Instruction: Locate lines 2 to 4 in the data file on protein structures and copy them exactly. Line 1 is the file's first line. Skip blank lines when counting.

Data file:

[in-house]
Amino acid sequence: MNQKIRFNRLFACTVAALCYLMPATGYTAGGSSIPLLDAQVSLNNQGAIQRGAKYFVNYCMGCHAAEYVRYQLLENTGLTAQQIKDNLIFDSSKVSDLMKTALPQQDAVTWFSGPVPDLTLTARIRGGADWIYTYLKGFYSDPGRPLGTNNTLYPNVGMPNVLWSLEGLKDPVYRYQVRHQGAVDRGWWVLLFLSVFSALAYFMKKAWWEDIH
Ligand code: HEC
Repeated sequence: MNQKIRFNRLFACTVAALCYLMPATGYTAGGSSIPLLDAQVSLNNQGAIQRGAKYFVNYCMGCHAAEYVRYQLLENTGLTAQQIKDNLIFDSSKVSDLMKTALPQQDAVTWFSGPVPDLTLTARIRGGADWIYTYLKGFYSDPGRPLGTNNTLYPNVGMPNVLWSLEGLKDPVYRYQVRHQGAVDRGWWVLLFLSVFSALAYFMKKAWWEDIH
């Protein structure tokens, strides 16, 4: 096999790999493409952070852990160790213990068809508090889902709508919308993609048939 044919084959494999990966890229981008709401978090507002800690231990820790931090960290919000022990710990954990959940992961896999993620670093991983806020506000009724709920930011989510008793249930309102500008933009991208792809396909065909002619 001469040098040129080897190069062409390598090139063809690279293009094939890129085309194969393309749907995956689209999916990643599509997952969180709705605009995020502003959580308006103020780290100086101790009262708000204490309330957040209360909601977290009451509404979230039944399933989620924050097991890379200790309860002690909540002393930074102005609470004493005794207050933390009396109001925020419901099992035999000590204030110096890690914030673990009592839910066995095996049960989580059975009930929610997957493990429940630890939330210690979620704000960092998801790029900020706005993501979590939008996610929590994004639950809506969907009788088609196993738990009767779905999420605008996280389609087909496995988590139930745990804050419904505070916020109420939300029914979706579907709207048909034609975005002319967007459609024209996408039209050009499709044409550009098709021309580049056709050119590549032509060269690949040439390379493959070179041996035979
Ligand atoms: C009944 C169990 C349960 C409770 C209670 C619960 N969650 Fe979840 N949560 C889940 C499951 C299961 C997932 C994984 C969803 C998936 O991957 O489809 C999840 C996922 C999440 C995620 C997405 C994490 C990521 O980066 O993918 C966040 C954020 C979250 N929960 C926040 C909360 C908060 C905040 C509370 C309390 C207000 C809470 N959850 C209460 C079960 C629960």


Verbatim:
Amino acid sequence: MNQKIRFNRLFACTVAALCYLMPATGYTAGGSSIPLLDAQVSLNNQGAIQRGAKYFVNYCMGCHAAEYVRYQLLENTGLTAQQIKDNLIFDSSKVSDLMKTALPQQDAVTWFSGPVPDLTLTARIRGGADWIYTYLKGFYSDPGRPLGTNNTLYPNVGMPNVLWSLEGLKDPVYRYQVRHQGAVDRGWWVLLFLSVFSALAYFMKKAWWEDIH
Ligand code: HEC
Repeated sequence: MNQKIRFNRLFACTVAALCYLMPATGYTAGGSSIPLLDAQVSLNNQGAIQRGAKYFVNYCMGCHAAEYVRYQLLENTGLTAQQIKDNLIFDSSKVSDLMKTALPQQDAVTWFSGPVPDLTLTARIRGGADWIYTYLKGFYSDPGRPLGTNNTLYPNVGMPNVLWSLEGLKDPVYRYQVRHQGAVDRGWWVLLFLSVFSALAYFMKKAWWEDIH